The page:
An autumn sonnet for a winter night

I hope to get back to Edgar soon, but in the meantime, a brief post occasioned by my preparing to teach some of Shakespeare’s sonnets. In particular, I found myself thinking about the first four lines of sonnet 78:

That time of year thou mayst in me behold
When yellow leaves, or none, or few do hang
Upon those boughs which shake against the cold,
Bare ruined choirs, where late the sweet birds sang. (lines 1-4, my emphasis)

Once, I read a novel in which a character, looking out a window at an autumn day, recited to herself, “When yellow leaves, or few, or none do hang…” And that brought me up short, not so much because the words in the second line were reversed, but because of what that reversal suddenly made clear to me about how the line works in unexpected ways. The version of the line from the novel is a reasonable linear progression, as the leaves flutter from the trees day after day: from few to none. But the sonnet actually conjures up separate images, disparate flashes of autumn: no single tree can go from complete bareness back to having a few leaves on its branches. The poem presents us with absolute starkness, in “none” – and then backs away from it, tempers it with “few,” as though afraid to go quite that far.

And then there’s the bite of the closing couplet, which is to my mind equally surprising:

This thou perceiv’st, which makes thy love more strong,
To love that well which thou must leave ere long. (lines 13-14, my emphasis)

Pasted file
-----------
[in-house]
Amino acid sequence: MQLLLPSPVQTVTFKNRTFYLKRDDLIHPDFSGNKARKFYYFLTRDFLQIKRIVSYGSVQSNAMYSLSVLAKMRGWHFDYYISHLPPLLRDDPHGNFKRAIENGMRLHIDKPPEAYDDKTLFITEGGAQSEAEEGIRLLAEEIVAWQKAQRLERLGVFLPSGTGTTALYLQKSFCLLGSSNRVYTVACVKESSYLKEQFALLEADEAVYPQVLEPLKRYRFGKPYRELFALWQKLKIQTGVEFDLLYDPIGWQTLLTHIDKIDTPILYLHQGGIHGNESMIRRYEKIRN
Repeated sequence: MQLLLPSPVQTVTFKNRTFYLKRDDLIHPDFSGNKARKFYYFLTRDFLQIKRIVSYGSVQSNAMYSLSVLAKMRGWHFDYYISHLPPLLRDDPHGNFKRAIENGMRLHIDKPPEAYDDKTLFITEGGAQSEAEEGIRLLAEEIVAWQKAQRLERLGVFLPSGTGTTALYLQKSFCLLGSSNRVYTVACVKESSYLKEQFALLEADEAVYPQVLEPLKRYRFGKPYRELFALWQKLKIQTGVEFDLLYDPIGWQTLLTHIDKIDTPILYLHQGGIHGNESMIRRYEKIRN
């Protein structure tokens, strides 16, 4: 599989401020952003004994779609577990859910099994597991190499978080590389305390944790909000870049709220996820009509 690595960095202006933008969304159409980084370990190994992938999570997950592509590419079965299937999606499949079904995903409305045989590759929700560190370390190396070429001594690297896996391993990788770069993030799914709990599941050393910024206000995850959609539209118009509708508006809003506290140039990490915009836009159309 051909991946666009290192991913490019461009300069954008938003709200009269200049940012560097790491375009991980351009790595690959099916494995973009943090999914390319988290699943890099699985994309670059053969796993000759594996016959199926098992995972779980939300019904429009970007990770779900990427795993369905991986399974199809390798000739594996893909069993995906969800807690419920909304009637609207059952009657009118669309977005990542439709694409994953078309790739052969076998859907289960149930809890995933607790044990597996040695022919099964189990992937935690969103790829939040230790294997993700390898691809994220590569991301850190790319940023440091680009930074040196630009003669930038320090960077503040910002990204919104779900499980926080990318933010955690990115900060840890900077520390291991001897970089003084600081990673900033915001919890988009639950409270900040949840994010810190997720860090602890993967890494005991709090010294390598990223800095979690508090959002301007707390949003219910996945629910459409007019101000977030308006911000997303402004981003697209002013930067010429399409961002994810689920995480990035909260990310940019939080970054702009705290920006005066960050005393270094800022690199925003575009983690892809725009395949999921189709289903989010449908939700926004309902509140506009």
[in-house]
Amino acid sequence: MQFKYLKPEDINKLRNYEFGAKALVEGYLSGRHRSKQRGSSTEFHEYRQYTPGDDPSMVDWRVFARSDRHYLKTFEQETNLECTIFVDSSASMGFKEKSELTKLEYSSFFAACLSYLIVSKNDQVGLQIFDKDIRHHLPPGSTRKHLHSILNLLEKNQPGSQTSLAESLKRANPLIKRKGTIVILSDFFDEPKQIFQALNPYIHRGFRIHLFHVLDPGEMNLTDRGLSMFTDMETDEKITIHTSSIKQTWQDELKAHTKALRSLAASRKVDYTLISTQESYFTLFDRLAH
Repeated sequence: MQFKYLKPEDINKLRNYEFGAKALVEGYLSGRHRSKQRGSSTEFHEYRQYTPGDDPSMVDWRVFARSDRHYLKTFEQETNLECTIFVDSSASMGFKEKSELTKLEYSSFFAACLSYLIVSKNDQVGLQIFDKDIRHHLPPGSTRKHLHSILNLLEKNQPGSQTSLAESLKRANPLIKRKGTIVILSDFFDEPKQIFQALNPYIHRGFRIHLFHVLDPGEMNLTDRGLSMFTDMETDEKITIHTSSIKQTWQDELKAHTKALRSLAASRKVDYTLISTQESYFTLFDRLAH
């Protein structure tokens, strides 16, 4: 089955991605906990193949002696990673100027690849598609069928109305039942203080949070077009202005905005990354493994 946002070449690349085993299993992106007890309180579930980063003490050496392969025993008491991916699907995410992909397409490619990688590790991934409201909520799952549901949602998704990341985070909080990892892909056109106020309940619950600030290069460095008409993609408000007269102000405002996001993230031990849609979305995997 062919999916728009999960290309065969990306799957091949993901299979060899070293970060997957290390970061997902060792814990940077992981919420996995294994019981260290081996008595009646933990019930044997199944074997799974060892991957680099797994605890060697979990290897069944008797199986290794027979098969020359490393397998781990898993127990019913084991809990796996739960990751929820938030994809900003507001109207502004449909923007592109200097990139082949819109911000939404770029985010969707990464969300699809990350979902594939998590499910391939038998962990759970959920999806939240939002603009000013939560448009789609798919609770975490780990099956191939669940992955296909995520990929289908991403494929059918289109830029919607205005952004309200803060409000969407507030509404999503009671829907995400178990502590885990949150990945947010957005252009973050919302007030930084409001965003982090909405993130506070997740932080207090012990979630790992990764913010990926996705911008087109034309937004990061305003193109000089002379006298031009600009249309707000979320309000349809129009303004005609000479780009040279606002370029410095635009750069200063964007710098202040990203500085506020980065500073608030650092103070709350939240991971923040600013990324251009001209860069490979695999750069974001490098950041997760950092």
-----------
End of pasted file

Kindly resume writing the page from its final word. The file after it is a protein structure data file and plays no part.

We don’t get “lose,” which is what we might expect after the depiction of the trees losing their leaves, or the other images in the middle of the poem: the twilight sky losing its light, the fire losing its strength, all natural processes of inevitable decline. Instead of “thou must lose” (in other words, “I must die”), we get “thou must leave,” which short-circuits those natural processes entirely. The ending of the love described here isn’t an unavoidable outcome, but a decision that could be made at any moment by the sonnet’s addressee. The modal verb “must” tries to coerce us into seeing this separation as something as inevitable as death, but “leave” contradicts that force. And how “strong” could such love truly be, if the addressee could choose to leave it behind? A note of uncertainty, even perhaps capriciousness, sneaks into the sonnet by way of that punning little word, as we follow the poem from leaves to leaving.


2 responses to “An autumn sonnet for a winter night

  1. I love this post! Thanks for the close reading and reflection. Your reaction to “must leave” was mine at first. But then I wondered, could “must leave” refer to death and the inevitability of mortality?

    • It certainly could! Whose death, though? “Thou must leave” would seem to suggest the death of the addressee, but the rest of the poem implies the death of the speaker, given the insistence on his age. I guess that’s why I don’t read it that way: it would be a sudden shift – but not an impossible one.

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